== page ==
Your guide to colored contact lenses for astigmatism
It is possible to get colored contact lenses for astigmatism, but you won’t find a wide selection — especially if you have more significant astigmatism.
Still have your sights set on color contacts for astigmatism? Let’s take a look at your options.
How colored contacts for astigmatism work
Soft contact lenses that correct astigmatism are called toric lenses. These lenses have a more complex design than regular soft contact lenses. Astigmatism correction requires multiple lens powers in different parts of the lens. It also requires asymmetrical weighting to keep the toric lens from rotating on your eye during wear.
Only a few companies make toric colored contacts for astigmatism. In fact, Alcon recently discontinued its brand of colored contact lenses for astigmatism — FreshLook Colorblends Toric — which means even fewer choices. Standard colored contacts typically come in two different types of tints:
Enhancement tint — As the name suggests, these contact lenses merely enhance your natural eye color.
Opaque tint — These contacts can give you a whole new eye color and even make brown eyes blue or green.
It’s very costly for contact lens manufacturers to create and maintain a brand of toric colored contacts. This is because there are many more possible power combinations for toric lenses than regular lens powers for nearsightedness and farsightedness.
Due to this challenge, colored toric lenses are typically available in a reduced range of powers and colors compared to non-tinted toric contact lenses or colored soft contact lenses for correction of nearsightedness and farsightedness.
Another way to get color contacts for astigmatism
If you have astigmatism and also have your heart set on color contacts, there are a few options you may want to discuss with your eye doctor. First, if you have astigmatism correction (the cylinder number in your Rx) below a certain threshold, your eye doctor may be able to correct your vision with lenses not intended for astigmatism, says Chris Day, in-house optician and contact lens fitter for Clearly. Going that route may open up an array of options since you’ll be able to use standard colored contacts, Day says.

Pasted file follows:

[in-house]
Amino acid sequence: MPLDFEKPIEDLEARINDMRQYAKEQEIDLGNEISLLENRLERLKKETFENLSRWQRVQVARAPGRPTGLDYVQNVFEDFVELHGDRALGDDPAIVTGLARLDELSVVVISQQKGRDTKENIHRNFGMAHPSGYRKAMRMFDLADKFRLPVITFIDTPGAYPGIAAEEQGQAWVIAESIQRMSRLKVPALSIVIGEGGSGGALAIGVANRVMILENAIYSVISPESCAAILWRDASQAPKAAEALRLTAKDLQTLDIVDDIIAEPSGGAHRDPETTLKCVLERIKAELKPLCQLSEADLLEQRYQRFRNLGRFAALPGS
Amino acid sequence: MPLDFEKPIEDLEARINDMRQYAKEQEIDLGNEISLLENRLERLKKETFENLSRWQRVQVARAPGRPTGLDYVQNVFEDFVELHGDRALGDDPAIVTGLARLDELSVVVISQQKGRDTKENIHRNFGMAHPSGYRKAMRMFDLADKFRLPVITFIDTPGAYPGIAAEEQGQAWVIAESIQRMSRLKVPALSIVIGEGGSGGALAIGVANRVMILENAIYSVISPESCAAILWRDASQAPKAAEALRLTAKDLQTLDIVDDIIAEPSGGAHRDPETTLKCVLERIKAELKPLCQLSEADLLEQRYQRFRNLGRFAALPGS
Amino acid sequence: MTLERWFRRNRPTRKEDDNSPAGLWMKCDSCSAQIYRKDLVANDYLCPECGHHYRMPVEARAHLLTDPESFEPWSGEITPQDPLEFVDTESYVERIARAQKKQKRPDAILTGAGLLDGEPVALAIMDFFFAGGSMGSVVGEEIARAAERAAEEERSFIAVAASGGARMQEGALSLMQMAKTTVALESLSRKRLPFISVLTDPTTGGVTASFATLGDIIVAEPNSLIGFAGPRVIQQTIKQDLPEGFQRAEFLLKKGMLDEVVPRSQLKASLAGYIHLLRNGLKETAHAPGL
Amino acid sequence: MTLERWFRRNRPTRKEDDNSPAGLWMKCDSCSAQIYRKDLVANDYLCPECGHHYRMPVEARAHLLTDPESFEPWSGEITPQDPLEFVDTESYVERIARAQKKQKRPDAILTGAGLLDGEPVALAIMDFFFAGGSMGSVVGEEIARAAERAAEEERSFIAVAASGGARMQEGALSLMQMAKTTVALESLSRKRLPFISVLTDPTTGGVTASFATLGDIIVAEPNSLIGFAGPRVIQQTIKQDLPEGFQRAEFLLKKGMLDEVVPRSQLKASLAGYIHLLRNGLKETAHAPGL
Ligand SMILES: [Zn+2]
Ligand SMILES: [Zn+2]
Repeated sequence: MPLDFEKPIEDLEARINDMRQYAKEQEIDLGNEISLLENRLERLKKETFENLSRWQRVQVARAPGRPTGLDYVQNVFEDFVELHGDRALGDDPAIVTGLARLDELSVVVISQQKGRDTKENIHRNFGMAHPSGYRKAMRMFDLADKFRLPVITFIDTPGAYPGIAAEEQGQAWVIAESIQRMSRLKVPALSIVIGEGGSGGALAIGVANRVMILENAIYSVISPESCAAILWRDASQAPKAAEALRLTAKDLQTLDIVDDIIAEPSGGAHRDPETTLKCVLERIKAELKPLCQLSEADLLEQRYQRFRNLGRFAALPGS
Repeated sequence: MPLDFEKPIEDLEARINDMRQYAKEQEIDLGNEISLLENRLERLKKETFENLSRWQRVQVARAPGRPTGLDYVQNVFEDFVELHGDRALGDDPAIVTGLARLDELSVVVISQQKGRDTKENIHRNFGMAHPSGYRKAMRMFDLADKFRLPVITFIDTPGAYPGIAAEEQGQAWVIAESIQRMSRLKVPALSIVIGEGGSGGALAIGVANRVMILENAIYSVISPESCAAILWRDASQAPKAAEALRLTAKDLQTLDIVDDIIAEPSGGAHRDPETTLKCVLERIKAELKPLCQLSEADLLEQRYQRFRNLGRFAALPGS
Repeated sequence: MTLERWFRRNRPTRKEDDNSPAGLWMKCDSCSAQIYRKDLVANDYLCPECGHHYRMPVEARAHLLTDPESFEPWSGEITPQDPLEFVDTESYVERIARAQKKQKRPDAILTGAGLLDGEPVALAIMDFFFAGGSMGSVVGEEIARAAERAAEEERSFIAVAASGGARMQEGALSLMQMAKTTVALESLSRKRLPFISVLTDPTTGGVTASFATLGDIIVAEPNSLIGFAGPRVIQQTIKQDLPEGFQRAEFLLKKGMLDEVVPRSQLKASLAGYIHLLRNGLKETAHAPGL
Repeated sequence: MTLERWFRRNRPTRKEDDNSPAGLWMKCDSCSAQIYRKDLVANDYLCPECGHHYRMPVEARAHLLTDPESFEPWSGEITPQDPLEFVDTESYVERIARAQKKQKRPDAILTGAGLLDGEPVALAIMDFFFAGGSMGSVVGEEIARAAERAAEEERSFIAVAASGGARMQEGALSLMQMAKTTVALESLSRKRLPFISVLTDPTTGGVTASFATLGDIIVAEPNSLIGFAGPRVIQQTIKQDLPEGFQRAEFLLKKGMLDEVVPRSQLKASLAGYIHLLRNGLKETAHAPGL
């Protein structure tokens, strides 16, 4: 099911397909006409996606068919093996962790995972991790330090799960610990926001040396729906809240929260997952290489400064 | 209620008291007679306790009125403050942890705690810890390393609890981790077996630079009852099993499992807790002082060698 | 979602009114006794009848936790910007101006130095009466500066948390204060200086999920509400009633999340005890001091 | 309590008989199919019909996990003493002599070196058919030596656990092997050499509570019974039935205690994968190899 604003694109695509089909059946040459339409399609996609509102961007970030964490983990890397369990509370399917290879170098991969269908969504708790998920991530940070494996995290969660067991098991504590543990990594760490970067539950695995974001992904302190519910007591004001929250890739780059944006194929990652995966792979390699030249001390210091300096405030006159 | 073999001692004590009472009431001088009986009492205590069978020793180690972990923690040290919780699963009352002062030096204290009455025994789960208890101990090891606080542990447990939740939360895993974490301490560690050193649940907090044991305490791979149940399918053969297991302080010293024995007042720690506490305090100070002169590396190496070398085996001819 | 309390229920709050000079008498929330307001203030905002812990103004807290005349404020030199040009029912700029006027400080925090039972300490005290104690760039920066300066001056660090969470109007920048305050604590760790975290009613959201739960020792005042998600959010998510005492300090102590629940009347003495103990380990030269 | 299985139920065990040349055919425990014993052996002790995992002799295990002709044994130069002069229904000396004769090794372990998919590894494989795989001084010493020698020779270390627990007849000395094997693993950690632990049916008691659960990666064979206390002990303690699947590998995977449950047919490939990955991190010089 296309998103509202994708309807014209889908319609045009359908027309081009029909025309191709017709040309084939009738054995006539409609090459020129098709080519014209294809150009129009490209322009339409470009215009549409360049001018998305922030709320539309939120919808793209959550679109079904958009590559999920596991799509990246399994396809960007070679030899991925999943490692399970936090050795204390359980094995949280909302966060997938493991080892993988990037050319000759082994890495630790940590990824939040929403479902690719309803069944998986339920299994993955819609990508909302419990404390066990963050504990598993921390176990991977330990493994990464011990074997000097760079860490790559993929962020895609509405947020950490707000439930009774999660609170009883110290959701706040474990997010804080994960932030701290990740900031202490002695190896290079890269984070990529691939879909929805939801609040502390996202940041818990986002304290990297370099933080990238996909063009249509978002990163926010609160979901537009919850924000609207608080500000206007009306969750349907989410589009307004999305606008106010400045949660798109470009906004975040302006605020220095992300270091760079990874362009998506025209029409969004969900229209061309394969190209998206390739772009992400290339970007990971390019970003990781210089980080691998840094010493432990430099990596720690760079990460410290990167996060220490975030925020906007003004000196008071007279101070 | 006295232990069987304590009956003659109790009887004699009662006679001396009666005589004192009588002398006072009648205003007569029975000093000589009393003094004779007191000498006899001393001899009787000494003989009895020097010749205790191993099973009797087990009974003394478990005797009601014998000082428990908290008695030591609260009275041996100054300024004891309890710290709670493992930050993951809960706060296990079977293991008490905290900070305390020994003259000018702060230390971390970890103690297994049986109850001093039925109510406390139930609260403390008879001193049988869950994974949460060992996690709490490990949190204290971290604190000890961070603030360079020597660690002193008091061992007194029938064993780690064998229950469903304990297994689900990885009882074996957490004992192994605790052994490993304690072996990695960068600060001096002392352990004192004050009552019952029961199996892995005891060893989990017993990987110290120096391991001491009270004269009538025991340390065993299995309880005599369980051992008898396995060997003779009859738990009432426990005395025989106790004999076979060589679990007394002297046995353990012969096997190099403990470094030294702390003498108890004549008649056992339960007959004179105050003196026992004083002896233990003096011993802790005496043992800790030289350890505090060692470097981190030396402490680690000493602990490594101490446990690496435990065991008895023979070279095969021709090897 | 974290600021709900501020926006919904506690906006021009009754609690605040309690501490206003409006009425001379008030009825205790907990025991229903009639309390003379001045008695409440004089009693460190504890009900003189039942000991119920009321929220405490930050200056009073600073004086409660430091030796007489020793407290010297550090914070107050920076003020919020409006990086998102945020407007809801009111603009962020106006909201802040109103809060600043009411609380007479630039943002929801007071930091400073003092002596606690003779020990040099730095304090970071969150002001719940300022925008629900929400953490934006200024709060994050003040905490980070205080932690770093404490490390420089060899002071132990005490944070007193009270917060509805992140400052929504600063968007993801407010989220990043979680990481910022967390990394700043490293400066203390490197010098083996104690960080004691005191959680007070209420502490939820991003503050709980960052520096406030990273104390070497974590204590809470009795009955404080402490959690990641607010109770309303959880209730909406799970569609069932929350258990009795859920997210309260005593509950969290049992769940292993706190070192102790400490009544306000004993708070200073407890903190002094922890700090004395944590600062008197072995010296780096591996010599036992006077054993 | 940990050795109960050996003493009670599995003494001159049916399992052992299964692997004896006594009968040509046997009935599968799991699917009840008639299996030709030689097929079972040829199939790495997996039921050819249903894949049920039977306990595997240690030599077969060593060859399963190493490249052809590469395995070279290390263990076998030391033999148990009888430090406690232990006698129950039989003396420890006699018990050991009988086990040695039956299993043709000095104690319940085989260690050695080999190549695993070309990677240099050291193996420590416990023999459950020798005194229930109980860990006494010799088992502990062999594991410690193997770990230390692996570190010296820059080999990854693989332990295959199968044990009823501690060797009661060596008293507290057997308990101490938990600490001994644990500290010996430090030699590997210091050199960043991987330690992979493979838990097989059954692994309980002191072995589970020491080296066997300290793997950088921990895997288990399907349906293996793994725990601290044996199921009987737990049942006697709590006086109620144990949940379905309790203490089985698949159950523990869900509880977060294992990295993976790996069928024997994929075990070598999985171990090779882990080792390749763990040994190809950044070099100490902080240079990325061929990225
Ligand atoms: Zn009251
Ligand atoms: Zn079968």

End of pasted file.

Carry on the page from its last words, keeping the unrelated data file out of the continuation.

However, if your astigmatism correction is higher (a cylinder number greater than +/- 0.75) then you have far fewer choices. There aren’t any colored contacts made of modern materials that correct higher astigmatism values, Day says.
Another option: You could consider getting LASIK for astigmatism and then using plano (non-prescription) color contacts. These are purely cosmetic colored contacts that don’t correct vision. (But all contact lenses are considered medical devices, and you will need to be fitted for these lenses by an eye care professional.)
Best colored contacts for astigmatism
The term “best colored contacts for astigmatism” is relative considering there are so few choices. Most of the top brands in contact lenses — including Acuvue — don’t offer toric colored contacts. However, here are some options for colored toric contact lenses:
TORIColors — These monthly color contacts for astigmatism are made by Poly Dev and offer vibrant opaque color. They come in four color choices: horizon grey, emerald green, seabreeze blue and golden amber.
Custom colored contacts for astigmatism — Another option is to talk with your doctor about the possibility of getting custom color contacts for astigmatism.
If your doctor is able to fit you with standard contacts because you have only a small degree of astigmatism, here are a few picks for best colored contacts: